« Home | Sons da Frente » | Brincar aos aviões » | A caminho da Califórnia » | A minha normalidade é mais normal do que a tua » | Um dó li tá » | Fabulosa Diversidade » | Galo » | Escolhas » | Pim, Pam, Pum » | Casei com uma Pop Star » 

domingo, julho 30, 2006 

Dúvida existencial

Será que estou a ficar "conservador"?
Assalta-me esta dúvida ao ler este artigo de Michael J. Mazarr publicado na circunspecta Policy Review.
Um especialista militar discute os novos conceitos da moda, como a 4GW (fourth generation war) e a "War on Terror", e aponta, de uma forma muito mais articulada e informada do que me é possível, ideias que na prática, não andam muito longe do que escrevi de forma mais tosca na parte final deste post.
O artigo é longo e a sua leitura requer ao não especialista como eu, algum esforço para compreender as teorias militares expostas, mas compensa. Quanto a mim é um dos artigos mais interessantes que li nos últimos tempos sobre estas questões.
(nota: nesta página procurar o artigo "Uma Guerra Imoral" da Constança Cunha e Sá no Público de ontem)
Algumas passagens que estão longe de esgotar a leitura:
(...The odds are, of course, that we will not do these things. The American popular understanding of war and national security are firmly lashed to images of Iwo Jima, laser-guided bombs, and tough, bearded special operators to allow any political leader to broaden self-defense in these apparently social-worky ways. The notion of substituting grand, society-wide therapeutic efforts for the 82nd Airborne — and justifying it with the use of terms like identity, alienation, and grievance — is not a challenge most politicians will tackle on the campaign trail. The domestic sustainment of the social effort needed to wage conflict has always relied on brute invocations of the need to “hit back at evil.” And so, in all likelihood, we will continue to militarize conflicts that are essentially psychological in character, continue to burst onstage in a Freudian drama dressed up as Bismarck. The result will be — the result is today — to exacerbate rather than calm the grievances, alienations, fears, and resentments that feed conflict.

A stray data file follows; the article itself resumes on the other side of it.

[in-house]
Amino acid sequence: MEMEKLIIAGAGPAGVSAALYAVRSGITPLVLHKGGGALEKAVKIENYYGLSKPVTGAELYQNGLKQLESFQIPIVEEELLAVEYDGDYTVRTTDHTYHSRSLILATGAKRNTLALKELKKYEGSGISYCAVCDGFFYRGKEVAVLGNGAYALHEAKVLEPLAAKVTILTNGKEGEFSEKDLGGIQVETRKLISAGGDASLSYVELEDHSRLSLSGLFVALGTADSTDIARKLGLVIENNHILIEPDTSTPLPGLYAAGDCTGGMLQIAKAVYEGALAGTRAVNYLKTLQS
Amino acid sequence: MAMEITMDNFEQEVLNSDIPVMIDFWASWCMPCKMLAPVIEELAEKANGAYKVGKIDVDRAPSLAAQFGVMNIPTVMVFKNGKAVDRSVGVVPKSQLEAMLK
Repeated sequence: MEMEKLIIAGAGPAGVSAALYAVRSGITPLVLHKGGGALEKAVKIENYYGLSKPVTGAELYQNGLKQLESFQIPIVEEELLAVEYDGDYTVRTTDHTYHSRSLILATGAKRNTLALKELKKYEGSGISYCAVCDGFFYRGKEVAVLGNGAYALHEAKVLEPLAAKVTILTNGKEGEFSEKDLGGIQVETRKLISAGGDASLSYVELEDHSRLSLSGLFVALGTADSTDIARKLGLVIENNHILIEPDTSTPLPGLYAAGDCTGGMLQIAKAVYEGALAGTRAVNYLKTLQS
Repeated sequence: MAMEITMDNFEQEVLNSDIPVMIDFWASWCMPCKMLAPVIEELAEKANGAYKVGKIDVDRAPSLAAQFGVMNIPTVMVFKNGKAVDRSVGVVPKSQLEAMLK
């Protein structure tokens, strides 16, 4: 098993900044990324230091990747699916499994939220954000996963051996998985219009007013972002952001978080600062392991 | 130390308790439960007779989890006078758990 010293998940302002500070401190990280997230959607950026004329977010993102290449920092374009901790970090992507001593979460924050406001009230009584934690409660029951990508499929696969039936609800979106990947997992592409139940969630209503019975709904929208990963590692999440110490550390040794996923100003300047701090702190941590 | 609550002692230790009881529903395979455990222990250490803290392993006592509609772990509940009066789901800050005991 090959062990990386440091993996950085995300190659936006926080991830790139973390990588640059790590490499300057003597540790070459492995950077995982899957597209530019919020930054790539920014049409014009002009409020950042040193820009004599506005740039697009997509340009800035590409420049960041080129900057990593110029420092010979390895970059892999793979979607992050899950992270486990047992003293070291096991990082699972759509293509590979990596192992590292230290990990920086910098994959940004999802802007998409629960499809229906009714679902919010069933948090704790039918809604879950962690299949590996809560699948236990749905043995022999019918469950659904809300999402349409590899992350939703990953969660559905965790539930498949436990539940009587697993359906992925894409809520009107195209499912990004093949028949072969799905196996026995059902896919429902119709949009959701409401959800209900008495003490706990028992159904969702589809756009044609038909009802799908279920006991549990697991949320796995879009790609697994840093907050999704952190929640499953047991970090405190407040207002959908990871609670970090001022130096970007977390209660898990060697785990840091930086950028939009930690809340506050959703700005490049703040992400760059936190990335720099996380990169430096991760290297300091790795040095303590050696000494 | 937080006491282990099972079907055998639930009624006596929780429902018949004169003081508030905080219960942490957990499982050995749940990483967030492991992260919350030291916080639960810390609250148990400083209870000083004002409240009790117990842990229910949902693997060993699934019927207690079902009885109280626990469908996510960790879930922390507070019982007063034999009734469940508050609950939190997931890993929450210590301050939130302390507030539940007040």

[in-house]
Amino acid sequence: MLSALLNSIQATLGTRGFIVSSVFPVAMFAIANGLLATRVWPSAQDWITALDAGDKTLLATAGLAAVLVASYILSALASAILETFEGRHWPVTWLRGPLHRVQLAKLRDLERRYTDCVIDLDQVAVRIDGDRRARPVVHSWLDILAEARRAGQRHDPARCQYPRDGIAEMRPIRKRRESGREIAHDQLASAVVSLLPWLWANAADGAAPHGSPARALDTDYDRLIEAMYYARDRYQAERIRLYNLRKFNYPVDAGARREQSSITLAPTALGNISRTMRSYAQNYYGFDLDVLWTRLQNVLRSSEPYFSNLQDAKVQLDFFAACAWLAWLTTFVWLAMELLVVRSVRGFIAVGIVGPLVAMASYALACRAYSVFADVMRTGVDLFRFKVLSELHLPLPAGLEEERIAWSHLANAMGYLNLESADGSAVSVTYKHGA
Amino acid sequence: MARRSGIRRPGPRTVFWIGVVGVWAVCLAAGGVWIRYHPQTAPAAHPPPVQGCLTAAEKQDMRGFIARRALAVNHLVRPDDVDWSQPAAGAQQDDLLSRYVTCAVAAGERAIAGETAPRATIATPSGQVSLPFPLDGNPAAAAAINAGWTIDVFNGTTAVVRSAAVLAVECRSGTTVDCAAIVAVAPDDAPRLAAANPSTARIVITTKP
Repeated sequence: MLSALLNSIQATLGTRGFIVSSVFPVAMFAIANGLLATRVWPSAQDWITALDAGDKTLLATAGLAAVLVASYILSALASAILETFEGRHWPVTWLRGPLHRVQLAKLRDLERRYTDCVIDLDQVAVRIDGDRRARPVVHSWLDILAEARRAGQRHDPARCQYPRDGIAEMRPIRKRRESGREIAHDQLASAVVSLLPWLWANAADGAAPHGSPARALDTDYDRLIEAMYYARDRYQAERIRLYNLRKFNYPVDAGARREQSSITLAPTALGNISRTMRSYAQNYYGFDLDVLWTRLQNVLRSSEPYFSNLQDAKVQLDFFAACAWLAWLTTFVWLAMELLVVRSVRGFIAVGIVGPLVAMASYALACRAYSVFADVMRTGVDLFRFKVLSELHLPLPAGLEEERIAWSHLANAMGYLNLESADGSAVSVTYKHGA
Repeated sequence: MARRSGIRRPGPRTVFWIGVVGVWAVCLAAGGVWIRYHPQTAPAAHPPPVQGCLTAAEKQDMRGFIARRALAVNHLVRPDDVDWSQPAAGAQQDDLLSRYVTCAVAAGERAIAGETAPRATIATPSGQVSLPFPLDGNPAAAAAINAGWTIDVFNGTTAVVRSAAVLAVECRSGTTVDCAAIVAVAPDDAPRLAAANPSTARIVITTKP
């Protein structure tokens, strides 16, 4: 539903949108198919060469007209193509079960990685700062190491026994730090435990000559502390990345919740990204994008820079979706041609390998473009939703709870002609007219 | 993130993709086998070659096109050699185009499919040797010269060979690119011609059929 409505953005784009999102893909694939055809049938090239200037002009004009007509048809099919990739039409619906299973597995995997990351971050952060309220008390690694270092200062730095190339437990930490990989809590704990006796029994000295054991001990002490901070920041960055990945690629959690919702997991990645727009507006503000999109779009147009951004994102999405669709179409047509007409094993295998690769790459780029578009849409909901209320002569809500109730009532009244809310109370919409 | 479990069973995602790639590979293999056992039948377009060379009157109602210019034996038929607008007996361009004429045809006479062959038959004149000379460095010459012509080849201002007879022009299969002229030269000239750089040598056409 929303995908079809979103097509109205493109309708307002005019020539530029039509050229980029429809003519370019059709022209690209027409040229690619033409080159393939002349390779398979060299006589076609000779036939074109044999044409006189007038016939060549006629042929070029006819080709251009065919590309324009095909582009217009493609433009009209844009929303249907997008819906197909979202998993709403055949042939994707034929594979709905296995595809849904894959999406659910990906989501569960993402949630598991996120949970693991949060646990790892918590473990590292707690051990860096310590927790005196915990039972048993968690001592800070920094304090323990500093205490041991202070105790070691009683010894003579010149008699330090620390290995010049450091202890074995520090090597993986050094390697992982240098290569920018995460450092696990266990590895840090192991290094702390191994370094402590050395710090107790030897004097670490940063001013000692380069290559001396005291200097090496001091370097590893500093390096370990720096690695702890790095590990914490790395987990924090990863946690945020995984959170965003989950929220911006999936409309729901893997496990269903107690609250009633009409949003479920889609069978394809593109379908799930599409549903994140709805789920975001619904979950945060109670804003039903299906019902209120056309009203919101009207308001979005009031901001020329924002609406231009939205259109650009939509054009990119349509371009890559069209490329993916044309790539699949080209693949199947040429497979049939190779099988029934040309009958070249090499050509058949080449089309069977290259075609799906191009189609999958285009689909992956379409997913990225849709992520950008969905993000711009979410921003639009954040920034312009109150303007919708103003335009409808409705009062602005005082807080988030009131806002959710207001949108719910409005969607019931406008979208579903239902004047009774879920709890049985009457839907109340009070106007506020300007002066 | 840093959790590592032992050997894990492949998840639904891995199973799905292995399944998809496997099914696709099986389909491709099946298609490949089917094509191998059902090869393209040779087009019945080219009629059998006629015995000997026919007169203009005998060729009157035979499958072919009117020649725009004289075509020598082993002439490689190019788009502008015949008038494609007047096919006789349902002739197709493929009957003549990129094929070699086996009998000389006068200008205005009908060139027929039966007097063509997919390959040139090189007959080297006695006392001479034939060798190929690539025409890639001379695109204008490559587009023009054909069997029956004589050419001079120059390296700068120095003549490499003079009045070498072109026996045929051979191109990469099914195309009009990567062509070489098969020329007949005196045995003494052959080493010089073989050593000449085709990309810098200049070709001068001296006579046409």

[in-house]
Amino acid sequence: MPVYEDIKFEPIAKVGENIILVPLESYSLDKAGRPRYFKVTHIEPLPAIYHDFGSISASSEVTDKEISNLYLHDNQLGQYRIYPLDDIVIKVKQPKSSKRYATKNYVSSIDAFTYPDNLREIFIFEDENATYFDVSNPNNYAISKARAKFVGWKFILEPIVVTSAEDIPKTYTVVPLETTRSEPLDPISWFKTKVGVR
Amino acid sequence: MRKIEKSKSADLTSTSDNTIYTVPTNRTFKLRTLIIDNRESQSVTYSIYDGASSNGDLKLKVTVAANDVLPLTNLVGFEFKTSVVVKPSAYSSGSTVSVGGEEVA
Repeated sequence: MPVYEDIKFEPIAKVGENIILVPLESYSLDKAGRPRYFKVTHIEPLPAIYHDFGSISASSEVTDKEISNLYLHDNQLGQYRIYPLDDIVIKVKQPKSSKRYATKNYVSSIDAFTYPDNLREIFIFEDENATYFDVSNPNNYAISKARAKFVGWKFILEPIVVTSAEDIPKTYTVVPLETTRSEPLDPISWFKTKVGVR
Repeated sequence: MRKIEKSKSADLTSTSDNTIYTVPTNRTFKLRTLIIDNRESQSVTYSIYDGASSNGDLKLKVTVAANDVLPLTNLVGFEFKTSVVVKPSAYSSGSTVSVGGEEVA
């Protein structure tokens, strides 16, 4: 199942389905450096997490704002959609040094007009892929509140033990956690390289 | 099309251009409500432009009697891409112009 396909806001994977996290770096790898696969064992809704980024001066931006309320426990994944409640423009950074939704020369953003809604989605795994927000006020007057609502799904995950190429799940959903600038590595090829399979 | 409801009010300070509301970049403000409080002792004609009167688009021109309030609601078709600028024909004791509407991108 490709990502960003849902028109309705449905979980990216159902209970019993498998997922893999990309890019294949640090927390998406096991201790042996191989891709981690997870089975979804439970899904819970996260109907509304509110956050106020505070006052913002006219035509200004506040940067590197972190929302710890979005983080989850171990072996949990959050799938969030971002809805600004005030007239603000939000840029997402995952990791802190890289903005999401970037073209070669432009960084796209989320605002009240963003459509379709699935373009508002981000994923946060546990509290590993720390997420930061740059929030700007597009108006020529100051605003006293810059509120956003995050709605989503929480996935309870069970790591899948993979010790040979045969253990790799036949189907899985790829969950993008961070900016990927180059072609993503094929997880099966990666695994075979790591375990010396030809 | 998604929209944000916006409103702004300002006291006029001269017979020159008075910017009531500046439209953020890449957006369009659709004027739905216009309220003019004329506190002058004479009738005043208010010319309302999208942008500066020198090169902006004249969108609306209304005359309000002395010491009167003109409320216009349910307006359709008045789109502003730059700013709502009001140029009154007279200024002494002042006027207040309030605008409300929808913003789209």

Practice the greatest restraint possible in foreign policy. We must keep two stubborn facts firmly in mind: a number of psychologically-induced conflicts are likely to be underway at any given time in the world, and each of them will be devilishly hard to resolve. Staying out of their way is the most reliable avenue to safeguarding U.S. national interests, and as often as not this means adhering to a narrow definition of those interests. It suggests, then, something close to the opposite of a global crusade on behalf of democratic reforms, something that may easily worsen rather than alleviate psychological stress. In Russia, Germany, and Japan alike, ineffectual, short-lived parliamentary democracies were the precursors to radicalism; the combination of governmental ineffectiveness and corruption with the dashed hopes for a better and freer society has played a leading role in bringing down a host of emerging democracies.

Do not become the focus of the alienation. Adopting policies in the name of geopolitics that place us in the crosshairs of psychopolitics — supporting a repressive regime beset by an exploding antimodernist social movement for “pragmatic, strategic” reasons — will almost always work to our disadvantage.